SYDNEY (Reuters) - A Bangladeshi refugee died of heart failure on Nauru on Wednesday, Australian officials said, the second death in as many weeks on the tiny South Pacific island where detainees have been hurting themselves in protests.
Controversies arising from Australia’s immigration policy have become a major headache for Prime Minister Malcolm Turnbull during campaigning for elections set to be held on July 2.
Under Australia’s hard-line immigration policy, asylum seekers intercepted trying to reach the country by boat are sent to camps on Manus Island in Papua New Guinea or to Nauru.
The camps have drawn criticism from the United Nations and human rights agencies for their harsh conditions and reports of abuse there.
“The man admitted himself to the Republic of Nauru Hospital on May 9, complaining of chest pains,” Australia’s Department of Immigration and Border Protection said in a statement.
“He was receiving treatment in hospital, but died early today after a series of cardiac arrests.”
A department spokesman rejected allegations from a refugee activist that the 26-year-old man’s illness had been caused by an intentional overdose.
“There is currently no evidence to support these claims,” the spokesman said, adding that the department rejected outright any suggestion of a cover-up.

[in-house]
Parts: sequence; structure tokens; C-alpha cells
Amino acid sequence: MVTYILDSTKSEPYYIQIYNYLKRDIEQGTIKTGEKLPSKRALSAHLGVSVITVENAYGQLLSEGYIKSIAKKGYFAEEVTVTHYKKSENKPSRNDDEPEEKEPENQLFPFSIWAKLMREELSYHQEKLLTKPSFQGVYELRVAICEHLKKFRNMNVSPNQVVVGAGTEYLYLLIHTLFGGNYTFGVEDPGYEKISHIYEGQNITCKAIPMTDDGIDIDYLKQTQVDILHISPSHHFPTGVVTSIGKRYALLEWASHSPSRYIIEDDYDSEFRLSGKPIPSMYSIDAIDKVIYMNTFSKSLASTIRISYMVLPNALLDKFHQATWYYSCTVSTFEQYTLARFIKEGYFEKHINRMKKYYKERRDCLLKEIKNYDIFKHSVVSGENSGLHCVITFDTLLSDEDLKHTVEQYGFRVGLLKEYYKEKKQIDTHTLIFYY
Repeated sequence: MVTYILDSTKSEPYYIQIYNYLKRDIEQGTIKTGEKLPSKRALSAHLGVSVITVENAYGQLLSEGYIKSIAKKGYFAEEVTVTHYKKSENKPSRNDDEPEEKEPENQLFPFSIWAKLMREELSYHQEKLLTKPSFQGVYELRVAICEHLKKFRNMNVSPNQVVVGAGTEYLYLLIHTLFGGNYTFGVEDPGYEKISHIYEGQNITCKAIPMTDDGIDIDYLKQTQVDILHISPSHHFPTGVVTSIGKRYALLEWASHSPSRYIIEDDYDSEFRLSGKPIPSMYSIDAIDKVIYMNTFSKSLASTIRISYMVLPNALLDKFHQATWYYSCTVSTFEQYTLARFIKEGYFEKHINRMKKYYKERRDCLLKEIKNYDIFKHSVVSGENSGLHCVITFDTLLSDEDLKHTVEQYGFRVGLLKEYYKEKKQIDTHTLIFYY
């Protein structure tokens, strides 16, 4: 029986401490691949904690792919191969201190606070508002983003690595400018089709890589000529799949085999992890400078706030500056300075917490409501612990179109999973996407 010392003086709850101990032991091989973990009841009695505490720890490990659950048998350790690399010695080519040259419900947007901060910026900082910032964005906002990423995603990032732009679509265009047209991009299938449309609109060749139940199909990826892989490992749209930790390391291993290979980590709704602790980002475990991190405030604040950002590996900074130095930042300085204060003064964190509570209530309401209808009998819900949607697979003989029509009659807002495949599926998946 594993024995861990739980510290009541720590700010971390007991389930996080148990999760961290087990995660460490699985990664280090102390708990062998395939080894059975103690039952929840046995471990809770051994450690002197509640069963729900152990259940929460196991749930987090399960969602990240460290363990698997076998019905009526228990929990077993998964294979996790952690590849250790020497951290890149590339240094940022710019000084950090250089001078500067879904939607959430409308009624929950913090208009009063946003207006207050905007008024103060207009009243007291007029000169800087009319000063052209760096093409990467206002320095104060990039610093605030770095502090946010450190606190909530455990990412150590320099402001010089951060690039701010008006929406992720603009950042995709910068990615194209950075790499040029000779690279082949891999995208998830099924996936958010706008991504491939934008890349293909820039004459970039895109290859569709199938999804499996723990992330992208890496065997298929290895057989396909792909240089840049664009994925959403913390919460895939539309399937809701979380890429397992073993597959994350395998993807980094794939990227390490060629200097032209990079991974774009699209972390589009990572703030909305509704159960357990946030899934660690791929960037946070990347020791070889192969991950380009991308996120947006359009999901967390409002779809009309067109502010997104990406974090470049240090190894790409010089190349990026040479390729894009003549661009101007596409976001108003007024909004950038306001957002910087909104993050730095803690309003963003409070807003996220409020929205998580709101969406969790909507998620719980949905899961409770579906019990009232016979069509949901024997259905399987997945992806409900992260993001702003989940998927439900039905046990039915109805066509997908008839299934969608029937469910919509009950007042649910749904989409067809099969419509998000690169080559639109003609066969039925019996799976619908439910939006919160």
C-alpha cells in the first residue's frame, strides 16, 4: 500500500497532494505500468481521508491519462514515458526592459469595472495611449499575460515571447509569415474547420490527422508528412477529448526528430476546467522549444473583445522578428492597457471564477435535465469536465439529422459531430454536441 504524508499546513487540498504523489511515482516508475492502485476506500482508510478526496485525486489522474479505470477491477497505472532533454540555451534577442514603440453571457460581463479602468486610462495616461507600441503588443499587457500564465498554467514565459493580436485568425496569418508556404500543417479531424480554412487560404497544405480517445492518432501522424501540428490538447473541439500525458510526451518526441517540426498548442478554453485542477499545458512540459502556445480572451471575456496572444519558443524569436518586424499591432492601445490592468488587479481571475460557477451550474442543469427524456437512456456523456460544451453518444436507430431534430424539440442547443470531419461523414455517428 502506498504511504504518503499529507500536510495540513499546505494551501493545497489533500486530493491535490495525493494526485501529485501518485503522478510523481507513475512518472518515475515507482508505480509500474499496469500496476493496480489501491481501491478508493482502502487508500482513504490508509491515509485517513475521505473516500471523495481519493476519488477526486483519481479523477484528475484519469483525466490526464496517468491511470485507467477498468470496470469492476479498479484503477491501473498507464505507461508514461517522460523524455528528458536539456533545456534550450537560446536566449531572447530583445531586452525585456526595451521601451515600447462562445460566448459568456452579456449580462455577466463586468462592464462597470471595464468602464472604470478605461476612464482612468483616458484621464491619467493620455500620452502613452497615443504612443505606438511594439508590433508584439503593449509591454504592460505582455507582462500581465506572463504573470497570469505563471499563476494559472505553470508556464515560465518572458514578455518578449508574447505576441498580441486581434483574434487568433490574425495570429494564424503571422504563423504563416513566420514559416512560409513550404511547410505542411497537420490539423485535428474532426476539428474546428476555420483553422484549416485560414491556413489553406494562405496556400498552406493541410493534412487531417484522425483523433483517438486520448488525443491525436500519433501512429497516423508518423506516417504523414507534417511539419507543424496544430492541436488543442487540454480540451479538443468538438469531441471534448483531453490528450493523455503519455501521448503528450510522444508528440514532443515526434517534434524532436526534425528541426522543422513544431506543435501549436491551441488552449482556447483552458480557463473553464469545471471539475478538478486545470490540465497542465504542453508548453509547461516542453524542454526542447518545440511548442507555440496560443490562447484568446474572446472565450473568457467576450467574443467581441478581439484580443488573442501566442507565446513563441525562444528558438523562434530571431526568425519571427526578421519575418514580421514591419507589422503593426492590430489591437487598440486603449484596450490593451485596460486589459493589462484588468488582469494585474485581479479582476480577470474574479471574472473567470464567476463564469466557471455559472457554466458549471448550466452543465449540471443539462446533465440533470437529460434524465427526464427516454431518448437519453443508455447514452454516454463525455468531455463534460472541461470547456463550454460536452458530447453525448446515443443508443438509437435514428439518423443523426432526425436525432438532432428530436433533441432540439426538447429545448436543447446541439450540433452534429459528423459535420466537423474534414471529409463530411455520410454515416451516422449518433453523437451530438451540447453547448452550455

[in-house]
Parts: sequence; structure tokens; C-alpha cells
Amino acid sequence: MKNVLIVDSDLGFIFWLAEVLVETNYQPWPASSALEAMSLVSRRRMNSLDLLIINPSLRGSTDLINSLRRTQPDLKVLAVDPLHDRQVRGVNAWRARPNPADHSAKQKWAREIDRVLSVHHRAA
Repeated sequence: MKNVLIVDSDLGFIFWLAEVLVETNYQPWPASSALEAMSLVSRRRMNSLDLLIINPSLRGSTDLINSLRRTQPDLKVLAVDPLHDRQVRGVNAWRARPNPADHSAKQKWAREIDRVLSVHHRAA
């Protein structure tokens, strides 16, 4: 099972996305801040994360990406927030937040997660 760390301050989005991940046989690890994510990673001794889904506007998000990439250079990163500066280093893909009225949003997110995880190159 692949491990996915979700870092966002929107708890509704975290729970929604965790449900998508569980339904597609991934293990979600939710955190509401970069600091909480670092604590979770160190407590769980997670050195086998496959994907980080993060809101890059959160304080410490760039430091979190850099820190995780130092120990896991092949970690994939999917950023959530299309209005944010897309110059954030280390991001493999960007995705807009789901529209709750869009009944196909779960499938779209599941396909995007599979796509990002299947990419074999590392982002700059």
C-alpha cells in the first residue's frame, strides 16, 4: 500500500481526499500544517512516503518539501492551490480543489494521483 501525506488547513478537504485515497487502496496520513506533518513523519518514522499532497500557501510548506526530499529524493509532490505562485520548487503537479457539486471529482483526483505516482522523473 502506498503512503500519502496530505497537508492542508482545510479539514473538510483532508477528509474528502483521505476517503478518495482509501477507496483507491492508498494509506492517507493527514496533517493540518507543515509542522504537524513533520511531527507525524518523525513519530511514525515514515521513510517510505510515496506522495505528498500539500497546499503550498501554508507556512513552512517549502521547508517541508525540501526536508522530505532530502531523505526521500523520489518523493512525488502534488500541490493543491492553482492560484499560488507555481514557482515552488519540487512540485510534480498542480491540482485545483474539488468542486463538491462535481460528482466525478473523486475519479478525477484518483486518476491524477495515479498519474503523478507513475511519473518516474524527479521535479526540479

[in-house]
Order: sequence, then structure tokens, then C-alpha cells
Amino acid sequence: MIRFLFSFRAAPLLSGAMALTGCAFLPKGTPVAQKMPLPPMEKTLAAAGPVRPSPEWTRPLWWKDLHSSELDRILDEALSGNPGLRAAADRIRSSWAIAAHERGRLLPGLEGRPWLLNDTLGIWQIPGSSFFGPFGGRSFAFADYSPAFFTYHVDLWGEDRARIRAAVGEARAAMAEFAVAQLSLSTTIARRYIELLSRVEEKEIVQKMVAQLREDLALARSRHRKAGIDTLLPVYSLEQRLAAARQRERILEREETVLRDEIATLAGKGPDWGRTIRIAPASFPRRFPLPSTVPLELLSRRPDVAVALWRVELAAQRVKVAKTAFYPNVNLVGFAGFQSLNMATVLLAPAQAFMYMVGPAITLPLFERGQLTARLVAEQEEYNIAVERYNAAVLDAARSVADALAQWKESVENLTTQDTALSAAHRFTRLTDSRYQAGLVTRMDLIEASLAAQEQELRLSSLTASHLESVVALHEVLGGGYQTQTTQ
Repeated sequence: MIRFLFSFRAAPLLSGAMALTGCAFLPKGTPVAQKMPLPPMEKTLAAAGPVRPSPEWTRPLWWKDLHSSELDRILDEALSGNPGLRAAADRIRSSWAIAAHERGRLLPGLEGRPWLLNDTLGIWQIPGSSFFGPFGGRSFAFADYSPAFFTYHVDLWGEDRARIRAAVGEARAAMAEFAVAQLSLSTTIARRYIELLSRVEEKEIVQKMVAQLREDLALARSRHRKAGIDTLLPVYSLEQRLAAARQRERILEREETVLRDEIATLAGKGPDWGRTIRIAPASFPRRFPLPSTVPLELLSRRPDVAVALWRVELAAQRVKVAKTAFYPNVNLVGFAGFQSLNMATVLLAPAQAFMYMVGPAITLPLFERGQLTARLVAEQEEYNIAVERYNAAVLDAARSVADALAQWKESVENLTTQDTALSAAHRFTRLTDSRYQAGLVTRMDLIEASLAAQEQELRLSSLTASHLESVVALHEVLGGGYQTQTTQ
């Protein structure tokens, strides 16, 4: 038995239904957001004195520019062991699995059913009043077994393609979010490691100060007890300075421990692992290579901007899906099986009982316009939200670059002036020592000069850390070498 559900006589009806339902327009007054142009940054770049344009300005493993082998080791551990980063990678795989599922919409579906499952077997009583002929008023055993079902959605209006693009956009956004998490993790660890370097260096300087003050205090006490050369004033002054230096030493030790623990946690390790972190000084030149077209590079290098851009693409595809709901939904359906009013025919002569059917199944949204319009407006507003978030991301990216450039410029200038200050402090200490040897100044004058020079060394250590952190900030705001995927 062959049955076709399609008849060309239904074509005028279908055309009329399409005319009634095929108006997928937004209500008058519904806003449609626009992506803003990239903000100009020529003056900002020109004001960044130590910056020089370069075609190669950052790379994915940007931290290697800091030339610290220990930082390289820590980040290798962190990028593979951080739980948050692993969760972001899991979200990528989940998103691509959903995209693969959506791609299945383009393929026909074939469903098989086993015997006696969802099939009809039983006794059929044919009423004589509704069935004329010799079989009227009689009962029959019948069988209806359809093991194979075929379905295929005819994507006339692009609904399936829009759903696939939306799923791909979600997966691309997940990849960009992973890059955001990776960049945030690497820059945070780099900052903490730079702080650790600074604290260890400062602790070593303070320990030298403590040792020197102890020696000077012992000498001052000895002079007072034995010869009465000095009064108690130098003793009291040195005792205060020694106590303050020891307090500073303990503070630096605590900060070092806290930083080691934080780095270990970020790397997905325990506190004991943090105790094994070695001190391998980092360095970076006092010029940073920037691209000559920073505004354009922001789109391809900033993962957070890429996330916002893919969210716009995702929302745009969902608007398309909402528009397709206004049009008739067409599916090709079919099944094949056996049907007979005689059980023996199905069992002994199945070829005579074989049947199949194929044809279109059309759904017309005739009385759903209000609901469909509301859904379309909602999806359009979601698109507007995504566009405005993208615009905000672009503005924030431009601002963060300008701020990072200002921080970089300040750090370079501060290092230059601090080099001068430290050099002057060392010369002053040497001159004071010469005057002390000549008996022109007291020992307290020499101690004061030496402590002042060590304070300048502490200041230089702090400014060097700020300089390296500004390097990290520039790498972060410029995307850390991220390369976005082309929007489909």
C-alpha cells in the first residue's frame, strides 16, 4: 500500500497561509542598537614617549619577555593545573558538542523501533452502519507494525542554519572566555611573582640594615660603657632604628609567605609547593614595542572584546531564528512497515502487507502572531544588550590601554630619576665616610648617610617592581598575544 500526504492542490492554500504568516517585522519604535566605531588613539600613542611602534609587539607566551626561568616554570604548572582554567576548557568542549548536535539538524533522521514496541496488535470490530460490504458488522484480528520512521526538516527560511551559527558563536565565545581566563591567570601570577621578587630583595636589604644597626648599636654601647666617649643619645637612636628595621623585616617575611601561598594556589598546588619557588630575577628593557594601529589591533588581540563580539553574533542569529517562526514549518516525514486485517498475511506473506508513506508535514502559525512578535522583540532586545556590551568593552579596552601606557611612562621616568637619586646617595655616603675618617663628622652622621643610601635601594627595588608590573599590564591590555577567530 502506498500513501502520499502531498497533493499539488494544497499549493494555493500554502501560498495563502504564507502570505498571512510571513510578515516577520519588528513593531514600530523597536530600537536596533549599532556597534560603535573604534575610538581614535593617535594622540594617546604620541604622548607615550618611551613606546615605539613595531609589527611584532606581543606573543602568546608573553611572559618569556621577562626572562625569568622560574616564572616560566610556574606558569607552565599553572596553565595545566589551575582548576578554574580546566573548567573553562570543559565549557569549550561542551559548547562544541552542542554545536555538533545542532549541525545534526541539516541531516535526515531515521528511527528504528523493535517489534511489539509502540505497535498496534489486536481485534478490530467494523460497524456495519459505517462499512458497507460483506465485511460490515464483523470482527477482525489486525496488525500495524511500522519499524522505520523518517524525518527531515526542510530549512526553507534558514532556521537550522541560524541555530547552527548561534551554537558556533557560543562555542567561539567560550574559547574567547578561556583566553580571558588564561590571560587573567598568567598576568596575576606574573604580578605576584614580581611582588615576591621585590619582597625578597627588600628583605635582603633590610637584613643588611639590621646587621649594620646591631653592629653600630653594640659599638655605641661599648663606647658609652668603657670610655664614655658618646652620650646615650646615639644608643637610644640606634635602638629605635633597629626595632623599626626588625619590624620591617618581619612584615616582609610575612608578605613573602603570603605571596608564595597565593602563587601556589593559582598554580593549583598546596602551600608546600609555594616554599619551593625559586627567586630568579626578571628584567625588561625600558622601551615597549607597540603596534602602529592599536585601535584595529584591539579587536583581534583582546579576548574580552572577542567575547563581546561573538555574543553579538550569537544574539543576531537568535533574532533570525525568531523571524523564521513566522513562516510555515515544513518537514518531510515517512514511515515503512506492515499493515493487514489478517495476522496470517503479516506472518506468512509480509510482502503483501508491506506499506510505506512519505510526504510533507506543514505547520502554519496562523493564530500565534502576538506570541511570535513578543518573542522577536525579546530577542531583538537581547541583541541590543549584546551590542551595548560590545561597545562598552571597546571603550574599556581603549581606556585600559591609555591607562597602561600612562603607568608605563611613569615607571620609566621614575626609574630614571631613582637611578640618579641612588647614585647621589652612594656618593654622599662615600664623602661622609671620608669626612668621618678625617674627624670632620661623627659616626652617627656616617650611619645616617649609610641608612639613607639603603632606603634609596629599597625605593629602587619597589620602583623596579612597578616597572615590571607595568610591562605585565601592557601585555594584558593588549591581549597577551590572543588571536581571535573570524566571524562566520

Officials in Nauru could not be reached by telephone and did not respond to emailed questions.
The refugee activist, Ian Rintoul, coordinator of the Australia-based Refugee Action Coalition, said refugees on the island had told him the man, to whom he referred by a single name, Rakib, had taken an overdose of pills.
“Rakib’s friends say his suicide was driven by the same desperation as others on Nauru,” Rintoul said.
Two asylum seekers, a 23-year-old Iranian man and a 21-year-old Somali woman, have set fire to themselves in protest over their lengthy detention on Nauru. The man died and the woman is in a critical condition.
More than 100 refugees and asylum seekers at the center have signed a petition to be allowed to buy boats to leave the country.
“We have been living in Nauru as prisoners for three years now,” they said in the petition. “We’ve decided to rescue ourselves by getting on boats once again.”
Last week, Australia said it had agreed to pay compensation to a charity it wrongly accused of inciting refugees to harm themselves in a Nauru protest in 2014.
Papua New Guinea has said it plans to close the Manus Island detention center after its Supreme Court ruled it unlawful.
Reporting by Matt Siegel; Editing by Clarence Fernandez